Stop Dwyane Wade before he falls again! The best player on the suddenly animate Miami Heat got his Jordan "Flu Game" last night, pacing Miami with 36 points on a knee so gimpy that a day earlier he had to be ferried around the arena in a maintenance cart. Maybe the injury wasn't as crippling as it was originally made out to be. Or perhaps Wade is now accustomed to playing through any malady, be it a sprained wrist, a strained rib, or the sniffles. Most decent pros do the same, though none so constantly and dramatically as Wade. His Converse sneaker ad —"Fall Seven Times. Stand Up Eight."—is all about Wade's penchant for getting beat up. It's a strange trademark for a pro athlete: No basketball player gets his ass kicked more than Dwyane Wade. Oddly enough, that's what's made him the most popular player in the NBA.
The Heat were receiving a handy thumping from the Mavericks until late in Game 3. That's when Shaquille O'Neal fell onto Wade's knee, wounding the Miami guard so grievously that he went on to score 15 points in a near-perfect fourth quarter. After Wade's 42 points propelled the biggest comeback in Heat playoff history, newscasters down here in Florida apologized for comparing Wade to Michael Jordan, then did so repeatedly. Such comparisons are lazy: Jordan didn't win titles playing like a Plinko chip. Smaller than Jordan and more nimble than his cohort LeBron James, Wade is more like fellow contact hound/walking infirmary Allen Iverson—if Iverson were a mite bigger and more consistently pleasant. After tying the series last night, Wade smiled broadly in a post-game interview and later offered the media a line straight from the Book of Iverson: "Everybody knows I don't fake. If I'm hurt, I'm hurt. Y'all have seen me. I don't have to fake."
Writers slaver over the scrappy kid who bumper-cars his way to 30 points a game. No one has gone further than ESPN's Marc Stein, who declared this week that Wade "plays better when he's hurt and he loves for everyone to know that he's playing hurt." Some opposing fans jeer Wade's gravity-obeying act: "Fall down eight times, get eight whistles," one fan board has sneered. But for most observers, Wade's charisma and baby face combine to villainize the bigger, badder players who club him as he hurtles toward the rim as if in a borrowed body. After the falls, Wade simply peels himself off the ground and marches to the free-throw line, where this year he made more shots than anyone save Kobe Bryant, Iverson, and Gilbert Arenas.
Anyone who hasn't played pickup hoops against neighborhood teens lately can be forgiven for assuming that Jordan or James are the favorite objects of comparison. Kids who can't out-specimen other players the way LeBron does want to be compared to an artistic water bug—He's only 6 foot 4! And he looks like a choirboy!—who can find the hoop even with a forearm in his gut. This phenomenon may stop outside South Florida, but I doubt it. It's not for nothing that Wade's is the best-selling jersey in the country.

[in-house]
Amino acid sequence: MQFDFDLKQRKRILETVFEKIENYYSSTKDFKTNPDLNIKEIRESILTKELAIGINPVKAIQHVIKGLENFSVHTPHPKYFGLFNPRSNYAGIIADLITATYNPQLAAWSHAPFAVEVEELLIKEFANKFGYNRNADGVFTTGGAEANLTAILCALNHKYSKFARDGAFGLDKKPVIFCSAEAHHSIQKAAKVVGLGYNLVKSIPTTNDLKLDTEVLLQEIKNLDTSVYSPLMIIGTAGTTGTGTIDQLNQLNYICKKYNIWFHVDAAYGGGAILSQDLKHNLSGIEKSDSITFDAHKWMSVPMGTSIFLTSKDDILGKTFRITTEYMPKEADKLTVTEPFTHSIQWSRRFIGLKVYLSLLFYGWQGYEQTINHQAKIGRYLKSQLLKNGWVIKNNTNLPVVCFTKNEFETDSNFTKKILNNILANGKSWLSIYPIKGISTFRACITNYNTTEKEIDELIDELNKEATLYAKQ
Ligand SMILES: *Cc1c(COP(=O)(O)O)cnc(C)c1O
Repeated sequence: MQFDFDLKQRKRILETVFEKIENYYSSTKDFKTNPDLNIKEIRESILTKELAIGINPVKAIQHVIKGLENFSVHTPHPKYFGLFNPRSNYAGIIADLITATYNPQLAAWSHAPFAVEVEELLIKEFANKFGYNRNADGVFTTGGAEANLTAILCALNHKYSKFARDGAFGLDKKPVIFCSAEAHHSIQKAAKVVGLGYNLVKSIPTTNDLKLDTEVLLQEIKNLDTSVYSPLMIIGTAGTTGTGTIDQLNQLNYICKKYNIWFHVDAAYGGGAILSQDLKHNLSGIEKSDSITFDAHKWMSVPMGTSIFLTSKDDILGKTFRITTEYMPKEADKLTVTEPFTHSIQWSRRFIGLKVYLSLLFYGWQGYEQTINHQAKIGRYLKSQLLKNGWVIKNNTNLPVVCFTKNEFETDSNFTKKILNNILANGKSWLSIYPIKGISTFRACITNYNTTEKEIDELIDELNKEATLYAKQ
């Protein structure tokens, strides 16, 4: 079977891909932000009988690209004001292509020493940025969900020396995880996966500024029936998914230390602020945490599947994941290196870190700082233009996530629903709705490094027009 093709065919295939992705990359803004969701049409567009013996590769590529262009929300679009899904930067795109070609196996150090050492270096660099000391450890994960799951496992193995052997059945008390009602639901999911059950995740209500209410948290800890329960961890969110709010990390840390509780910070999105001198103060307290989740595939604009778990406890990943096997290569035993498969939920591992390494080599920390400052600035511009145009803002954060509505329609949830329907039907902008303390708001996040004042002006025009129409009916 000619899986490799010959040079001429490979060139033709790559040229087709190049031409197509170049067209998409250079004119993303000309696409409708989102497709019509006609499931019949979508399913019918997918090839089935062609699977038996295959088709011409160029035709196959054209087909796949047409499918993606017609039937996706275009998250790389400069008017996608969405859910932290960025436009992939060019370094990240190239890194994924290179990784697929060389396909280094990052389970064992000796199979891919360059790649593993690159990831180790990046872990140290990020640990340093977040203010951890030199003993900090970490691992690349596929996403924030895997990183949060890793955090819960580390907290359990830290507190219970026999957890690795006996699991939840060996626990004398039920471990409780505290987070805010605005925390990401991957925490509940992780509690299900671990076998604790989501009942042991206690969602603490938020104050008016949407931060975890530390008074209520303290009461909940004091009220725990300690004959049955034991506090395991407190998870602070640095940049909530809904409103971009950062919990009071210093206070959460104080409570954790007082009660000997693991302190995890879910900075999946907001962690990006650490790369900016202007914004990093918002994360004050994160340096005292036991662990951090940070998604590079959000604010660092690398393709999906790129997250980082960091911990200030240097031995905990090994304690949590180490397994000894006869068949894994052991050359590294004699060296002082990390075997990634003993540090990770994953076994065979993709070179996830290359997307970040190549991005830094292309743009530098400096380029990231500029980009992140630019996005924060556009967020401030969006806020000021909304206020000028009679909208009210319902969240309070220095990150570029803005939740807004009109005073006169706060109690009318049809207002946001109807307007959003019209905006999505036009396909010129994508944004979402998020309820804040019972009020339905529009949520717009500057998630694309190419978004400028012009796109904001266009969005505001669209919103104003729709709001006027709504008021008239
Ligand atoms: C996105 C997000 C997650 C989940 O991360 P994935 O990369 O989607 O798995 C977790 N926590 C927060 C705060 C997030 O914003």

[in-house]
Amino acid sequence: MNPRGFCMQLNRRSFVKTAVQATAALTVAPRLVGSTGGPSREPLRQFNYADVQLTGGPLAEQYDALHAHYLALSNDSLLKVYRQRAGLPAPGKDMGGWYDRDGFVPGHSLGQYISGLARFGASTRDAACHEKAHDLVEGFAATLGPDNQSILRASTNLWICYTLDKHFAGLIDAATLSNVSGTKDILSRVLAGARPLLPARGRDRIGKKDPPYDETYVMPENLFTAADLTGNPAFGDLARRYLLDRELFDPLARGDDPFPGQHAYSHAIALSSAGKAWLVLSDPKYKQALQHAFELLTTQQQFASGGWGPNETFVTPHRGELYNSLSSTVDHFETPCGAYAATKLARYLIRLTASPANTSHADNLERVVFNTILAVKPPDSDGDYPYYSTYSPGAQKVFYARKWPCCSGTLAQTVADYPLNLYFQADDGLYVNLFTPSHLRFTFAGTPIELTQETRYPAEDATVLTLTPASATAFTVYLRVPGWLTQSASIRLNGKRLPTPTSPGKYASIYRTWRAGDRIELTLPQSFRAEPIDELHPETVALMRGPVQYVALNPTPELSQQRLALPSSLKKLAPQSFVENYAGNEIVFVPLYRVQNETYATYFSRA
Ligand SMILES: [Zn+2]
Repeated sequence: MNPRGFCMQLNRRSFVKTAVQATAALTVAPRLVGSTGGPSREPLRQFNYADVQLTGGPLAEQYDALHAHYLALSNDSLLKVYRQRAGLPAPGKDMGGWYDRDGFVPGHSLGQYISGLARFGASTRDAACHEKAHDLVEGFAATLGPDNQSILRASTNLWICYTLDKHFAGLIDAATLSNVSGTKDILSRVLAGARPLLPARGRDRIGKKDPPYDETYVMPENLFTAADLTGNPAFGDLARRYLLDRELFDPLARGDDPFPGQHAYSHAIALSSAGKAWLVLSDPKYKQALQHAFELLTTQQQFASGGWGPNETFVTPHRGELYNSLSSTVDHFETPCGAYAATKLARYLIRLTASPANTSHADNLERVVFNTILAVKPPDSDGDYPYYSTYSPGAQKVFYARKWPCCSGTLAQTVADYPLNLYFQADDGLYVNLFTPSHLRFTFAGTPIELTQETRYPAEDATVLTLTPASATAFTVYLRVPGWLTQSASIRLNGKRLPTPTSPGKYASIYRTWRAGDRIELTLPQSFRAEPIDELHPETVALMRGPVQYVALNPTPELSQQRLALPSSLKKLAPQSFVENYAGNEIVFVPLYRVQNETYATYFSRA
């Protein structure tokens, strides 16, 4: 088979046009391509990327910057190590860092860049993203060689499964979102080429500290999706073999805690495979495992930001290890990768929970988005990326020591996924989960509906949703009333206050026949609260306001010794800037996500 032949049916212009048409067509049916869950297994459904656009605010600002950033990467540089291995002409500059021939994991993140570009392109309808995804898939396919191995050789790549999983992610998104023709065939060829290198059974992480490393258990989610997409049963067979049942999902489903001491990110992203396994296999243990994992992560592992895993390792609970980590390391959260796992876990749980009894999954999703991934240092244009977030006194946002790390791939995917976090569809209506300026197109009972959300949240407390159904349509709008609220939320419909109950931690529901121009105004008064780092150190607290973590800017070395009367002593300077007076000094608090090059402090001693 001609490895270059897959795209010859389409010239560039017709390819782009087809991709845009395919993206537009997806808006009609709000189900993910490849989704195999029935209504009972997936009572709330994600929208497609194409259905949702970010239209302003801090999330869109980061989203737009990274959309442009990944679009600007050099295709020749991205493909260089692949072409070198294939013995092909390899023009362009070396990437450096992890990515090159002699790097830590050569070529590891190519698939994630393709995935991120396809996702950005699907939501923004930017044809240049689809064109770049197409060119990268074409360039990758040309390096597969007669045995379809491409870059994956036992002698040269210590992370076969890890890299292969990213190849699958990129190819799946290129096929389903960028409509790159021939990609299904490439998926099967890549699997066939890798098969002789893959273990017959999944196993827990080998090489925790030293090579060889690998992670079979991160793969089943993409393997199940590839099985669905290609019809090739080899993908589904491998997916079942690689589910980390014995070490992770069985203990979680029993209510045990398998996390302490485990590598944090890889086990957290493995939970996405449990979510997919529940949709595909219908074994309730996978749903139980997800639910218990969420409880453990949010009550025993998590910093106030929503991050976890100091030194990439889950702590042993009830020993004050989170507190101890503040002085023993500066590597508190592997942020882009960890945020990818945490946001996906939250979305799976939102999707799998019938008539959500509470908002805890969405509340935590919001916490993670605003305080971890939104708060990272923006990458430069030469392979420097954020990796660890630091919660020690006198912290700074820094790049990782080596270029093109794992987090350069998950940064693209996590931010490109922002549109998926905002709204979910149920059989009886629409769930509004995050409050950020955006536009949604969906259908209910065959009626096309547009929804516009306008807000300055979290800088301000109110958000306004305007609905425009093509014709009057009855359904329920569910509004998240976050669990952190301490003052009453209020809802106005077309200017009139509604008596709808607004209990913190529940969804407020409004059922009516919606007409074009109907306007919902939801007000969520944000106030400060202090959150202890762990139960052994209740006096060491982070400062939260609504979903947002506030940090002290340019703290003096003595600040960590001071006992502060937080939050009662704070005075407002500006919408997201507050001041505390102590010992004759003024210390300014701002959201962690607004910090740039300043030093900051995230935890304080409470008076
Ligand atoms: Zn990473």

Evidence of why kids wanna be like Wade resides on YouTube. The highlight montages, set mostly to Miami hip-hop, are orgies of dunks, crossovers, and spin-moves slo-mo'ed like a John Woo movie. In contrast to those knockdown-centric Converse ads, the picture that emerges in these video valentines is of a player blessed with the kind of deceptive power, speed, and agility that drops other players to the floor. Perhaps the finest moment among dozens came against the Utah Jazz last season. Wade launches himself at the hoop, dragging a defender with him. At the top of the key, Wade stops—and the off-balance Jazz player goes sprawling, skids 20 feet, and comes to rest by bonking his head on the base of the goal. It's a highlight of the sort that you, scrawny hoop dreamer, would perform if you played in the league. A scrapper among the giants, you would dunk on Kevin Garnett. You would block Amare Stoudamire, then drain a 70-footer at the buzzer.
Wade, who's now finishing his third season in the NBA, still plays with the joie de vivre of a rookie. There are a few signs, though, that stardom is getting to the lad's head. Wade has started letting machismo trump masochism, jawing at the referees more and more when the calls don't go his way. In Game 4 he kvetched after the first two of his three offensive fouls. Tsk! Such a sense of entitlement is unbecoming of a plucky underdog.
Will Dwyane Wade have staying power as a playground icon? The test will be whether he can develop a finesse, a back-to-the-basket game once his speed and leaping ability desert him. All of those floor burns are a good marketing ploy for now. But Converse will need a new slogan when Wade falls down seven times—and only stands up six.